With this transformation, the real work – the heart work – can begin. Tender inquiries probe for root issues and solutions, including what needs to happen to repair any harm. The kids who spin this gold? Again, their one very special qualification is their co-peer status and with it their ability to identify –truly identify with their classmate. They, too, are works in progress – far from perfect with many mistakes of their own – and a personal character still very much under development. Often they have experienced similar problems. They can relate and can empathize.  By the same token, they can get very real very quickly and see past the malarkey. They have an uncanny knack for holding their peer accountable and for helping their classmate realize the errors in their ways and the harm not just to others, but themselves.  It is peer-generated tough love at its finest. The cheering and support upon pivotal insights, and recognition, and oftentimes tough reality checks, come from the heart.  And, from the smile on the classmate’s face, they are received in the same way. In these moments, hearts are expanding all around, in benefit of everyone. It’s the power of love – the true antithesis to exclusion and best remedy for broken soul.

Again, with peer peacemaking, what begins at opening ceremony as dubiousness and mistrust gives way to  a kind of evident joy that only comes from being basked in the care and support of others. For every case we’ve held, the tide has turned for the classmate involved. Troubling history of suspensions and in-school detentions for defiant and insubordinate behavior, have resolved themselves into new friendships,(the peacemakers)and better choices – ones that are kinder to self and more respectful of others.

Perhaps best of all –every student that is the subject of peacemaking, becomes a peacemaker, paying it forward. One such student, who came into the peacemaking process with a terrible attitude and two year record of discipline to show for it, and who was referred because the school had exhausted all other options, was so changed by the experience that he advocates peacemaking as first stop for every struggling student. He feels that had this happened for him, things would have been different, much sooner.  The high school is listening.  Thrilled with the results of the program, they would like to have peacemaking available every day of the week and we’ll work hard to make that happen.

It’s been a terrific community partnership with what are actually unsurprising but extremely gratifying results, for all concerned. It’s a win-win for everyone involved. The law students are learning to question the effectiveness of a punishment-based system in favor of a more humane approach – one that actually seeks to change behavior and repair relationships.  This s far cry from the law’s traditional focus on the offense, only, in disregard for any emotional factors involved.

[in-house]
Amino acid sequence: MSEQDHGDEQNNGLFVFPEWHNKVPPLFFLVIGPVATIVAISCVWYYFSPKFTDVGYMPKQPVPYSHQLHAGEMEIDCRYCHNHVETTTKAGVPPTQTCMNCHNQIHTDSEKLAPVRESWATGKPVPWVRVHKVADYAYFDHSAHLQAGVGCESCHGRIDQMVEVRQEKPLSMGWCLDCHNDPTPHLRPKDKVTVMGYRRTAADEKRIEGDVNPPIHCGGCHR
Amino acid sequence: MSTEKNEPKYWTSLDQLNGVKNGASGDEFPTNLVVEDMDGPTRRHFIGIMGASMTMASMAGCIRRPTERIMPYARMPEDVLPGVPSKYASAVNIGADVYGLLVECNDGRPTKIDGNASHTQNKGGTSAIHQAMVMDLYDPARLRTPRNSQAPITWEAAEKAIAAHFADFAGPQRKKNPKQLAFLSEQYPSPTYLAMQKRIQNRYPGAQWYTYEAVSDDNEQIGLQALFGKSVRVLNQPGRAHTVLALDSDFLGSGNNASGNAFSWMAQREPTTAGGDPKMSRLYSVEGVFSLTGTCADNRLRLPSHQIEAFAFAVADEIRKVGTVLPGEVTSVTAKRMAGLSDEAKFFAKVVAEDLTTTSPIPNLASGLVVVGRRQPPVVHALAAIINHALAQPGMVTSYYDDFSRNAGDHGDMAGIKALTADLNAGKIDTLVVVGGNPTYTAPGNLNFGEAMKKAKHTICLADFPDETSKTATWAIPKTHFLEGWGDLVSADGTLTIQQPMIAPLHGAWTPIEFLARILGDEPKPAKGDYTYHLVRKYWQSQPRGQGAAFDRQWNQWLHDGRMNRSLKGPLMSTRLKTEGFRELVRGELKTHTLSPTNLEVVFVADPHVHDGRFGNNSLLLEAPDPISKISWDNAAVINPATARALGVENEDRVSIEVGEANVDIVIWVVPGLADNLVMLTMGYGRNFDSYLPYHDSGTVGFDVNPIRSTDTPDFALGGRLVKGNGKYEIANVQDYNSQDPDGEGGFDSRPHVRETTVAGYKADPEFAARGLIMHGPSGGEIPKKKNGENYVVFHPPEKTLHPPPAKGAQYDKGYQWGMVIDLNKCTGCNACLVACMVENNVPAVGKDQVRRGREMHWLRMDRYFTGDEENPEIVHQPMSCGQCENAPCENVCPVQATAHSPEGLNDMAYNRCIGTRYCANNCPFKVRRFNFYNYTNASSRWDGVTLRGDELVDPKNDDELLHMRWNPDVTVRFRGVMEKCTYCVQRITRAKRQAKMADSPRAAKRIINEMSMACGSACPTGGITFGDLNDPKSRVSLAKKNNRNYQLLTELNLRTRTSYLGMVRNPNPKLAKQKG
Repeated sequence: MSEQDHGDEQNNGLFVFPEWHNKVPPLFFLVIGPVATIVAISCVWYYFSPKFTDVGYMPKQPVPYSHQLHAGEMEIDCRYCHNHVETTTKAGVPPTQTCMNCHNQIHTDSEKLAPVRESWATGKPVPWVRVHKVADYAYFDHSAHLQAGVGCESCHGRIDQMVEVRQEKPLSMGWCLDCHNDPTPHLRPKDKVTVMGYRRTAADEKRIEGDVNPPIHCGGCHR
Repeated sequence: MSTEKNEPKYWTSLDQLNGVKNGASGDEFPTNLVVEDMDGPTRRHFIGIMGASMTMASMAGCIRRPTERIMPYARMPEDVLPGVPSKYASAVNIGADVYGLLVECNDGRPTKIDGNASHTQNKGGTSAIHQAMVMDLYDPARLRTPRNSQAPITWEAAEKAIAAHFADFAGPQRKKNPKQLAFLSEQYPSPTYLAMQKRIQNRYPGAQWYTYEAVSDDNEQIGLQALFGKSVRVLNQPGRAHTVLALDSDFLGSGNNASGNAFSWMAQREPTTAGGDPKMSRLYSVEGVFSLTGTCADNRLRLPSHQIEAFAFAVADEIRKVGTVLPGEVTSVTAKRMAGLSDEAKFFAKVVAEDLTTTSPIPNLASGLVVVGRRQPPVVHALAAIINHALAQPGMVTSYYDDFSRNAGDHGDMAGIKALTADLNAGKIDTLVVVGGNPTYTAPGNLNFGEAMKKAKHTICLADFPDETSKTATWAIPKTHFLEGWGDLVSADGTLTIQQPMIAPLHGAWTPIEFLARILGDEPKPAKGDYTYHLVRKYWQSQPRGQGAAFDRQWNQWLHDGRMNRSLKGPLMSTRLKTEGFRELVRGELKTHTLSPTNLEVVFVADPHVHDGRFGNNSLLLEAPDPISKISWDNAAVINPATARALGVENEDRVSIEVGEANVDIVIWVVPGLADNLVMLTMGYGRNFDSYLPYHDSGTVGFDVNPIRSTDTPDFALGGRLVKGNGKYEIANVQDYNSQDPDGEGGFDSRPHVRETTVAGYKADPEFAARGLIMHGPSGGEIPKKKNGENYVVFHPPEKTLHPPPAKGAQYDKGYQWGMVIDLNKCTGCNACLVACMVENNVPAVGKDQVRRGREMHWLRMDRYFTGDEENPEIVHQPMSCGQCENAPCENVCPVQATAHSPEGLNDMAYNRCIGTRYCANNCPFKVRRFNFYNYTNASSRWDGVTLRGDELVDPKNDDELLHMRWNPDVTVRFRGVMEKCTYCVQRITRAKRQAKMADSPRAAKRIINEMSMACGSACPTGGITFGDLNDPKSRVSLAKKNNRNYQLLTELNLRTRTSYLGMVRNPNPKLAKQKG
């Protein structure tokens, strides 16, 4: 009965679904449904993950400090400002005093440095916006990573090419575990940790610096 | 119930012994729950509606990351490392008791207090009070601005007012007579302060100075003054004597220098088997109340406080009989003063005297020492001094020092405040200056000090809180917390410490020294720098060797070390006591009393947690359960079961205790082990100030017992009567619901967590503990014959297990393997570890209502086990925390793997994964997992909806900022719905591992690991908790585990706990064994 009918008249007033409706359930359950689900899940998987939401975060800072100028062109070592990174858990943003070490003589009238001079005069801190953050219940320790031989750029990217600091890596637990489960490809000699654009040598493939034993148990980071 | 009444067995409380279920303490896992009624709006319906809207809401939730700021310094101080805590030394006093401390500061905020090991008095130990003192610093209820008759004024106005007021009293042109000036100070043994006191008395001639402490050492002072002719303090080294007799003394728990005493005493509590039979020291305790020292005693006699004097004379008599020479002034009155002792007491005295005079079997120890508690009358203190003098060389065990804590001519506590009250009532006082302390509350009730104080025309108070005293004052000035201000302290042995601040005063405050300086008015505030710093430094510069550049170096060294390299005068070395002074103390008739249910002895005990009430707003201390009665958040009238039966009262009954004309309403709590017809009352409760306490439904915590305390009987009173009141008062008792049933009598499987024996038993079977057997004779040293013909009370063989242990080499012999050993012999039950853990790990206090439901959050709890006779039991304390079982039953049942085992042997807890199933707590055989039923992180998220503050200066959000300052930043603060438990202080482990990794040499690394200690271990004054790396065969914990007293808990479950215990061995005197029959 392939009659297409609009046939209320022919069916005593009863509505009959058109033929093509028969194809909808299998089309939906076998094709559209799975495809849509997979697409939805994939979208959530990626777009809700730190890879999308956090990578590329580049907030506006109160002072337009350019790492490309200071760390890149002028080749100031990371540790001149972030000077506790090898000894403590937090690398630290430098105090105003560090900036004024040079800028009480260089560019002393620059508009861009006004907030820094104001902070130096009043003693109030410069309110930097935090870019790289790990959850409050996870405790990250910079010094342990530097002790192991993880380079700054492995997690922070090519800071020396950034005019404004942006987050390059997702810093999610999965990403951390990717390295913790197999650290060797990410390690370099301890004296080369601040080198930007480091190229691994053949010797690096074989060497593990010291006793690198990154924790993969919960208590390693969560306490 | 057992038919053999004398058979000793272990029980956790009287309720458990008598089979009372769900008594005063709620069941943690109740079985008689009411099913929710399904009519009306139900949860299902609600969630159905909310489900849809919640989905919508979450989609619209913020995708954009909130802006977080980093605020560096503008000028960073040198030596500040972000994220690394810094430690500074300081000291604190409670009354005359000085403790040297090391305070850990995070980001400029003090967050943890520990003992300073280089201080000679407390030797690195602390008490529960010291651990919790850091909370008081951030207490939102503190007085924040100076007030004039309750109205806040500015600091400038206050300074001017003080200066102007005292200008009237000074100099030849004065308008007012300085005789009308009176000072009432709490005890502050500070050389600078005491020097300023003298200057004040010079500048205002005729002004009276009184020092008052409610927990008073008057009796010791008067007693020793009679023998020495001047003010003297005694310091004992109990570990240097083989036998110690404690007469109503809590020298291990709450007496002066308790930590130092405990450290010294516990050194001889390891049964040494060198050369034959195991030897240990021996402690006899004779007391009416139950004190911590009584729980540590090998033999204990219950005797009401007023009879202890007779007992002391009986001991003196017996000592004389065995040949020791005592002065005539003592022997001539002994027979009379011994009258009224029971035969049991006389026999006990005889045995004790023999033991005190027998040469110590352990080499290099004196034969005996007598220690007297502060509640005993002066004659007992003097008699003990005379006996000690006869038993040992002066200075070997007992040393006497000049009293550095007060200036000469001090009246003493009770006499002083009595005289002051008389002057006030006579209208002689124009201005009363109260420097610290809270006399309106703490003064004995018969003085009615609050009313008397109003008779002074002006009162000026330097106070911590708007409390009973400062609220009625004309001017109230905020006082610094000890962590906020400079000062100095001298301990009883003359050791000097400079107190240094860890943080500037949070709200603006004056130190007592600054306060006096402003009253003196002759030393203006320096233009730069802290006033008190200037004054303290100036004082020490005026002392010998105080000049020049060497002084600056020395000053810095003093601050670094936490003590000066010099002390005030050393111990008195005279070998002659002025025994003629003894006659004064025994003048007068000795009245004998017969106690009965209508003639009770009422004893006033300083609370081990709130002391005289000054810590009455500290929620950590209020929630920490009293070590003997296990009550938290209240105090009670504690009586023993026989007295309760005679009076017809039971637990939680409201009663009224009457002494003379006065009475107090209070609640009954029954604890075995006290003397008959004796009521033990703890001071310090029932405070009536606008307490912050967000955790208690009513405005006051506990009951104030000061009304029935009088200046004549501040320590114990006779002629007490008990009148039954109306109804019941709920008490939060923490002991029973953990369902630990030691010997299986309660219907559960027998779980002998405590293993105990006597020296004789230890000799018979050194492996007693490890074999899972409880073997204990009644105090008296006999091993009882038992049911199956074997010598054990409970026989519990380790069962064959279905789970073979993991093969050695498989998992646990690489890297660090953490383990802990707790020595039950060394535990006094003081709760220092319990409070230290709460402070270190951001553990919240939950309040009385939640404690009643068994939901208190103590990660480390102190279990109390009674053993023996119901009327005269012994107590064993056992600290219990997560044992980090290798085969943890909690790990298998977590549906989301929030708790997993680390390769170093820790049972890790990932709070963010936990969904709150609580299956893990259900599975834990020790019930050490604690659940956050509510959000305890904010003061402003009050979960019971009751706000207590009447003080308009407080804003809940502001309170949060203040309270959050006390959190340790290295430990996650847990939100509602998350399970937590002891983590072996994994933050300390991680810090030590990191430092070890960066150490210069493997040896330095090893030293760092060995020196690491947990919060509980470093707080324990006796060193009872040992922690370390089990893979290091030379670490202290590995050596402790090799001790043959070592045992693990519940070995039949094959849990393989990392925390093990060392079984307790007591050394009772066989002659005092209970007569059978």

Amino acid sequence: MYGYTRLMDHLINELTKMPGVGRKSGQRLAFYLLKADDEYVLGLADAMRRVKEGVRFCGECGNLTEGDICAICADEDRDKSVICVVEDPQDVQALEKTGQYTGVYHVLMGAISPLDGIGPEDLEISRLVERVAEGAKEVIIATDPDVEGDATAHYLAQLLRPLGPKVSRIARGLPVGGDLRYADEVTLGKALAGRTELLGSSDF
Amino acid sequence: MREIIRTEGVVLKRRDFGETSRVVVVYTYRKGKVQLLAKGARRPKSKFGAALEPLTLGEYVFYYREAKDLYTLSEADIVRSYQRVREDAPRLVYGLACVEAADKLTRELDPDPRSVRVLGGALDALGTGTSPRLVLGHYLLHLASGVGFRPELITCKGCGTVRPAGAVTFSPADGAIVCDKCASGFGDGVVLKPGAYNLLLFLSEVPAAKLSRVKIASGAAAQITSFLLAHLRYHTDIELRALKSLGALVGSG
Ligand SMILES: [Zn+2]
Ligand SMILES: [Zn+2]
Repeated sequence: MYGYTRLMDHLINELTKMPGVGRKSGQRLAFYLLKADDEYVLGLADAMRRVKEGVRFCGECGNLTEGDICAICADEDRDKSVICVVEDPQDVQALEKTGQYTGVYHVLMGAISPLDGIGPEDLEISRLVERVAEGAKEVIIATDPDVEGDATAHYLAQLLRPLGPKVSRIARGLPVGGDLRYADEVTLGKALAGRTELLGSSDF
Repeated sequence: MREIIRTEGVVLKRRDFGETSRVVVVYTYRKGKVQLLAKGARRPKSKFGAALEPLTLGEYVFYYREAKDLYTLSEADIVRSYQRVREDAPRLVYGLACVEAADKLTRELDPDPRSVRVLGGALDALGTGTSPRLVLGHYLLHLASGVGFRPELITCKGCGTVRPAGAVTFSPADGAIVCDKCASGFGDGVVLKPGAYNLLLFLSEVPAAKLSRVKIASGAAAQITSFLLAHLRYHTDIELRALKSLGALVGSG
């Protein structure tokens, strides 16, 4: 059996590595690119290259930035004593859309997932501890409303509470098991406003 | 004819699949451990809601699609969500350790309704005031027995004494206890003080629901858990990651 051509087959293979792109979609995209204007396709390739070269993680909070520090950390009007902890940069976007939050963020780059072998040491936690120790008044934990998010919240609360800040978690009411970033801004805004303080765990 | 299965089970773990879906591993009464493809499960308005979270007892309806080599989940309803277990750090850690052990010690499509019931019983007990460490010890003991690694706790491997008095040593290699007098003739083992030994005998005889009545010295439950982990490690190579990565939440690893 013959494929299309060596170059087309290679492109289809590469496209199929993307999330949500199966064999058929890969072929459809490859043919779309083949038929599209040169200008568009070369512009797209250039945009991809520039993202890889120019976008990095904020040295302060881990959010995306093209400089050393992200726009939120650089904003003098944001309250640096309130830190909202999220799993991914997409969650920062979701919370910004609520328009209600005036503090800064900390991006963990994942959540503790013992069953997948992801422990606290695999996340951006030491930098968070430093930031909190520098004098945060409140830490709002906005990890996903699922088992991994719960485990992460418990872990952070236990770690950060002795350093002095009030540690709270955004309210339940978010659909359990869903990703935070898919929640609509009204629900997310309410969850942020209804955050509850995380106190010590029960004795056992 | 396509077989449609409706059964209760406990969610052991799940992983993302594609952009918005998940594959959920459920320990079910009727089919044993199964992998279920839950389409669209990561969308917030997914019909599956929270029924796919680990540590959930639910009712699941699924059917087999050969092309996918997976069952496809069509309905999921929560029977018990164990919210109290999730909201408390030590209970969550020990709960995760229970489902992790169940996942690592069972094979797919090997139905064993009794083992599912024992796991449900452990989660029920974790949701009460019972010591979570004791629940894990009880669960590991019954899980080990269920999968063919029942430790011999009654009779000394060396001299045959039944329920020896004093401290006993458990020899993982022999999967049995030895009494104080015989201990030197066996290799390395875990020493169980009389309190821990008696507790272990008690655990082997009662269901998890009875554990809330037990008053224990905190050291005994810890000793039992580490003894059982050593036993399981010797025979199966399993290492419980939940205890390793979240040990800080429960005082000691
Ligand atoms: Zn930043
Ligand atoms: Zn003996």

The high school peacemakers are learning the same thing – that dispute resolution, in order to be effective, must be positive. Equally significant, in recognition that the role of peacemaker is an important one, which holds them out as an example, they have stepped up their own character accordingly.  They have strived to become what they stand for. Their personal growth is also product of the trust placed in them by the school.  After all, this program gives them a stake in their own school community – which in the past has been a rare, if not unheard of opportunity.  It empowers them with a voice and a role in what happens with their peers. They feel important and valued to have this responsibility – all very good and very necessary stuff for best school culture. There is a third aspect to their growth – one that at first blush might come as surprise, but not when we think it through: the peacemakers are helped by their classmate. It’s like the bumper sticker about rescue dogs that wisely poses the question: “Who rescued who?” Take the time to help someone else – and your own heart expands. Look what it did for the Grinch: his heart grew three sizes the day he finally put others first. A program like this helps to build empathy and respect, extremely important traits for assurance of a successful democracy in a country that embraces capitalism.

For the classmate who is the subject of peacemaking, the impact of this program is first seen on their face, and then in their change. Another benefit, though, is that upon successful completion of any amends, no record is kept of the incident.  This is how true second chances look.  No baggage, no stigma, and no scarlet letter; just reacceptance and a fresh start.  Equally beneficial, the classmate becomes part of the solution – serving as a peacemaker in future cases.

COA and Peacemakers